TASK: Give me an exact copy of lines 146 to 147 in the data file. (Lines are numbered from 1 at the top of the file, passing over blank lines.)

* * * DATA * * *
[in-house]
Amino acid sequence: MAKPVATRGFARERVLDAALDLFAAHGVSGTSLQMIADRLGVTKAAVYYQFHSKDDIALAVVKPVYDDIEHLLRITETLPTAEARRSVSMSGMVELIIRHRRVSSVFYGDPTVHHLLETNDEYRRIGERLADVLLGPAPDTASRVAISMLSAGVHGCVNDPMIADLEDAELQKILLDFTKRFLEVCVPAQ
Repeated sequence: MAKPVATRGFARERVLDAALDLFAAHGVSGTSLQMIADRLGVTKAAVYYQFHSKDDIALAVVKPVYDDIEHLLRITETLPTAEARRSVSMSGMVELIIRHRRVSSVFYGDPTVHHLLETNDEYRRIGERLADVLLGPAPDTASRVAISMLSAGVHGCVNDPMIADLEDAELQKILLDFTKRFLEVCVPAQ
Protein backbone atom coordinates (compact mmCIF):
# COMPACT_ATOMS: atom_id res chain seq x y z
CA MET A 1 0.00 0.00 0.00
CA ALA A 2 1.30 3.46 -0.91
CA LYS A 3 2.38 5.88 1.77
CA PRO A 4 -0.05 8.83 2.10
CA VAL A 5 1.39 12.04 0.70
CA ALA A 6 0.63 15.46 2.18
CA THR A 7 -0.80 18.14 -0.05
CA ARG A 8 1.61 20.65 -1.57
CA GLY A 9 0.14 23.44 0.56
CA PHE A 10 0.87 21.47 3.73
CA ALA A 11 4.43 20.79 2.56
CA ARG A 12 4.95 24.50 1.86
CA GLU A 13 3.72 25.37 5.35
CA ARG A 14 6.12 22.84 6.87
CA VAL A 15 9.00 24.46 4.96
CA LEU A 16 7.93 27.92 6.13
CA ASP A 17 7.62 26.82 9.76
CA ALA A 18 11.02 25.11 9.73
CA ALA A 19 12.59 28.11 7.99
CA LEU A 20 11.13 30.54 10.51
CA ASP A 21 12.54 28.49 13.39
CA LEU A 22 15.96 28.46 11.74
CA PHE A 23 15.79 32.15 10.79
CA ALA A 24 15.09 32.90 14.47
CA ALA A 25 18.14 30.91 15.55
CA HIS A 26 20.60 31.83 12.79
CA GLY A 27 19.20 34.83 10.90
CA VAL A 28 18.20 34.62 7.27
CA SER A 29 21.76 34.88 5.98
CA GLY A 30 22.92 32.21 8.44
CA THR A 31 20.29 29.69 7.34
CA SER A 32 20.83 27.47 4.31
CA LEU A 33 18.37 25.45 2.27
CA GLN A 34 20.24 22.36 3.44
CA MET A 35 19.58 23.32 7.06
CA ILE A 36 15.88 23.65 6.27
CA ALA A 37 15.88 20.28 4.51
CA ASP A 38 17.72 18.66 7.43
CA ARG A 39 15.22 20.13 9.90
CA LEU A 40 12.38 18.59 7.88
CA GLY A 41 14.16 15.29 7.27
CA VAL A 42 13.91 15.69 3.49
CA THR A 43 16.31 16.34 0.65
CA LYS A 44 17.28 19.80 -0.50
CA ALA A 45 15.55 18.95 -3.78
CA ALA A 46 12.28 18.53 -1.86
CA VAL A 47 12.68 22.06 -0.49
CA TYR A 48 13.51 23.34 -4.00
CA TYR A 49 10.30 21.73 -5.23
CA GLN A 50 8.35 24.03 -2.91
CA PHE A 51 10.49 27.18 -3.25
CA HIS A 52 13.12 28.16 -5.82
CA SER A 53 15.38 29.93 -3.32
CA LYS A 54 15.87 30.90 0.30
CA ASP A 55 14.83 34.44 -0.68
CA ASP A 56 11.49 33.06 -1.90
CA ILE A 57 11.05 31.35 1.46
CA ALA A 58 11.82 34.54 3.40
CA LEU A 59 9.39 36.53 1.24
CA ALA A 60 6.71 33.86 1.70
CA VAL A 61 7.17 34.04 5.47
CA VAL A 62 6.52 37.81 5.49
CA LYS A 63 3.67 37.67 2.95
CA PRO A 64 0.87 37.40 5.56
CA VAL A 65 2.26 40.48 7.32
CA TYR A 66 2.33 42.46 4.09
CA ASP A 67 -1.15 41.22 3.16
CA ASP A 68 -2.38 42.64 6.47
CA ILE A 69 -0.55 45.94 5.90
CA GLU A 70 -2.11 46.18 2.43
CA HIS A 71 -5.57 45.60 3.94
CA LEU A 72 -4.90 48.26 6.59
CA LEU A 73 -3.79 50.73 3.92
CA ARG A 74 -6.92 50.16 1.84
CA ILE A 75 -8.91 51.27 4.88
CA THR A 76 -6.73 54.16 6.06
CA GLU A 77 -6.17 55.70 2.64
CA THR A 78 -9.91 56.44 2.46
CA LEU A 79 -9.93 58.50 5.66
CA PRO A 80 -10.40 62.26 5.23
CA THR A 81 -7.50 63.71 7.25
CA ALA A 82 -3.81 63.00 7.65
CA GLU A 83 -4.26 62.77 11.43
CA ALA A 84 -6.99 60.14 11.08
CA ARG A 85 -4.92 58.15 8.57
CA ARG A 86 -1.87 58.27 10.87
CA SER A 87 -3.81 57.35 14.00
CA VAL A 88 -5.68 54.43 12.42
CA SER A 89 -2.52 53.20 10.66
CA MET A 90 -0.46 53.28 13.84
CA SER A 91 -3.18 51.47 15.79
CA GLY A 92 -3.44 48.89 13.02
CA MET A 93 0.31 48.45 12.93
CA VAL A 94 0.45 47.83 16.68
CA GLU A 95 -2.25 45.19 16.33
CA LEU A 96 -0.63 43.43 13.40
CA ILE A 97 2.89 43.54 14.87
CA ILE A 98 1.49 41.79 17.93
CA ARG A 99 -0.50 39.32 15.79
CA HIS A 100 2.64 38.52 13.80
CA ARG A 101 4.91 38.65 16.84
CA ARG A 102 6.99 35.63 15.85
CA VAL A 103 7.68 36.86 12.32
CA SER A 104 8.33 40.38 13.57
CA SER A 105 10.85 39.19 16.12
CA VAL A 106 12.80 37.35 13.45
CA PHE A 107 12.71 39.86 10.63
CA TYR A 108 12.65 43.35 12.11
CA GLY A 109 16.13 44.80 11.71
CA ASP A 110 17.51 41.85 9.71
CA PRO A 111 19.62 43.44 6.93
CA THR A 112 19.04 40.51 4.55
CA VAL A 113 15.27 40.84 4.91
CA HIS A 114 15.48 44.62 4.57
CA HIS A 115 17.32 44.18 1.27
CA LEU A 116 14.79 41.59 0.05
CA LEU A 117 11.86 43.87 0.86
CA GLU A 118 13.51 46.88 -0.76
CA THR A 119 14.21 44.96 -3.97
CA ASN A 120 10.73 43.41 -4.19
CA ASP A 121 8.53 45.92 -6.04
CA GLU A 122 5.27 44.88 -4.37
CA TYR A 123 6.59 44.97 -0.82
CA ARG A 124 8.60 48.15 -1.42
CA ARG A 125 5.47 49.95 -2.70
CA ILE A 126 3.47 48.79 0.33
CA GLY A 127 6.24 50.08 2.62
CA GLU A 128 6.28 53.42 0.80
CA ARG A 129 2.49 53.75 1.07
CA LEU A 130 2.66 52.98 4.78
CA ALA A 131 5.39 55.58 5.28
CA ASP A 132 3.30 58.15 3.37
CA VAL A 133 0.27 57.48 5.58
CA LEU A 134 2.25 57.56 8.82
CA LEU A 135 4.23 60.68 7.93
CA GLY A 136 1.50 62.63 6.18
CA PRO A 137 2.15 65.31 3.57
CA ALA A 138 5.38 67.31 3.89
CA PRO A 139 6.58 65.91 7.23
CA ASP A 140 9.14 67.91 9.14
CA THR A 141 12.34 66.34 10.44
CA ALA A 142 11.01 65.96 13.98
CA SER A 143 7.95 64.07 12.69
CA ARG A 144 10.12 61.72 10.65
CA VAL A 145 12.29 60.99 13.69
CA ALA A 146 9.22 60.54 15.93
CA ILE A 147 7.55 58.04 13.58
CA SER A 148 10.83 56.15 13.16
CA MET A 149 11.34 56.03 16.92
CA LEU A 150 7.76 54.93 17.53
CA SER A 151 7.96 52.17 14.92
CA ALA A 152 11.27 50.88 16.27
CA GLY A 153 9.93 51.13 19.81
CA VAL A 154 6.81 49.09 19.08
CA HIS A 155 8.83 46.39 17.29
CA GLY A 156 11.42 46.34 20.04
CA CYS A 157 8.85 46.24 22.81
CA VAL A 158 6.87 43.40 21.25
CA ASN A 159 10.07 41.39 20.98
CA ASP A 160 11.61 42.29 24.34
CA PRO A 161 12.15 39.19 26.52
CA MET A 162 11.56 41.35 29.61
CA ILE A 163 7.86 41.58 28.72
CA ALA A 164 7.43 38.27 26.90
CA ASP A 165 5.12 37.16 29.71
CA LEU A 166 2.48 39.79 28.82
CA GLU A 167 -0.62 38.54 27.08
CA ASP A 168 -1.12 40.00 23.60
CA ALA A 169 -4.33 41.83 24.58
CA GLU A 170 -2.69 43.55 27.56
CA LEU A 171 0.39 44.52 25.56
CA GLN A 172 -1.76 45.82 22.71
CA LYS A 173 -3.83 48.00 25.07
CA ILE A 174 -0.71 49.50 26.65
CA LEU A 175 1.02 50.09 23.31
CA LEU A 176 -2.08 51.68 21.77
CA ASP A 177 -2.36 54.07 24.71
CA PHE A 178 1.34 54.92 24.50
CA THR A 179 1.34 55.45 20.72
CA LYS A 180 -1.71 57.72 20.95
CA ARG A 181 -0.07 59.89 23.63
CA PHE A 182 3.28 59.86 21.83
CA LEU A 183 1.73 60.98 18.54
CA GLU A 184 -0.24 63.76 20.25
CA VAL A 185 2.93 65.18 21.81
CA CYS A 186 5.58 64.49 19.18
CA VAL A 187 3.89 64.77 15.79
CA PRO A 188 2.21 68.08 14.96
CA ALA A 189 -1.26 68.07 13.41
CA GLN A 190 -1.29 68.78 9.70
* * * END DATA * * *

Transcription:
CA THR A 141 12.34 66.34 10.44
CA ALA A 142 11.01 65.96 13.98